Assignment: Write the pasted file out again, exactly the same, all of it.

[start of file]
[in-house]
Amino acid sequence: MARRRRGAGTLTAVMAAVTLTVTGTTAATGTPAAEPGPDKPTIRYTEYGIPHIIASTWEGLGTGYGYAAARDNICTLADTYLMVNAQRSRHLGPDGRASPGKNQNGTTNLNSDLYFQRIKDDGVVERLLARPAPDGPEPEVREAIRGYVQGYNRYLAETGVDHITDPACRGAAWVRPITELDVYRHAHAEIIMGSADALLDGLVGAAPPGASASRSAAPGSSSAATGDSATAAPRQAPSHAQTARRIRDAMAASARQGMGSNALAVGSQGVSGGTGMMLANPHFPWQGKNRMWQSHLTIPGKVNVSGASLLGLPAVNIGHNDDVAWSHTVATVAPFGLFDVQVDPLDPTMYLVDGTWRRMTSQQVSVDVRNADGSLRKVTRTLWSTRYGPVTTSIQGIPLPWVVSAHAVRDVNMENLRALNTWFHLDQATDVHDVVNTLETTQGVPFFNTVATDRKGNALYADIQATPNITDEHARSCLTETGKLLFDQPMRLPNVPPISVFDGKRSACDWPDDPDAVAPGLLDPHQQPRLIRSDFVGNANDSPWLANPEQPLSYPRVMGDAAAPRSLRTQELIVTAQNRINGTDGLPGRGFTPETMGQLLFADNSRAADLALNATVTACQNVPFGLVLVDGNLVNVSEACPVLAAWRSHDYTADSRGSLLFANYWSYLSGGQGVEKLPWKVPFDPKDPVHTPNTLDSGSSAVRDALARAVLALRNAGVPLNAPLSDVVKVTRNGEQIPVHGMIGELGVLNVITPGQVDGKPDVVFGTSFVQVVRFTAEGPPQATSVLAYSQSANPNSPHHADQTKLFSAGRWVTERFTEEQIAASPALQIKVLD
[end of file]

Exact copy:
[in-house]
Amino acid sequence: MARRRRGAGTLTAVMAAVTLTVTGTTAATGTPAAEPGPDKPTIRYTEYGIPHIIASTWEGLGTGYGYAAARDNICTLADTYLMVNAQRSRHLGPDGRASPGKNQNGTTNLNSDLYFQRIKDDGVVERLLARPAPDGPEPEVREAIRGYVQGYNRYLAETGVDHITDPACRGAAWVRPITELDVYRHAHAEIIMGSADALLDGLVGAAPPGASASRSAAPGSSSAATGDSATAAPRQAPSHAQTARRIRDAMAASARQGMGSNALAVGSQGVSGGTGMMLANPHFPWQGKNRMWQSHLTIPGKVNVSGASLLGLPAVNIGHNDDVAWSHTVATVAPFGLFDVQVDPLDPTMYLVDGTWRRMTSQQVSVDVRNADGSLRKVTRTLWSTRYGPVTTSIQGIPLPWVVSAHAVRDVNMENLRALNTWFHLDQATDVHDVVNTLETTQGVPFFNTVATDRKGNALYADIQATPNITDEHARSCLTETGKLLFDQPMRLPNVPPISVFDGKRSACDWPDDPDAVAPGLLDPHQQPRLIRSDFVGNANDSPWLANPEQPLSYPRVMGDAAAPRSLRTQELIVTAQNRINGTDGLPGRGFTPETMGQLLFADNSRAADLALNATVTACQNVPFGLVLVDGNLVNVSEACPVLAAWRSHDYTADSRGSLLFANYWSYLSGGQGVEKLPWKVPFDPKDPVHTPNTLDSGSSAVRDALARAVLALRNAGVPLNAPLSDVVKVTRNGEQIPVHGMIGELGVLNVITPGQVDGKPDVVFGTSFVQVVRFTAEGPPQATSVLAYSQSANPNSPHHADQTKLFSAGRWVTERFTEEQIAASPALQIKVLD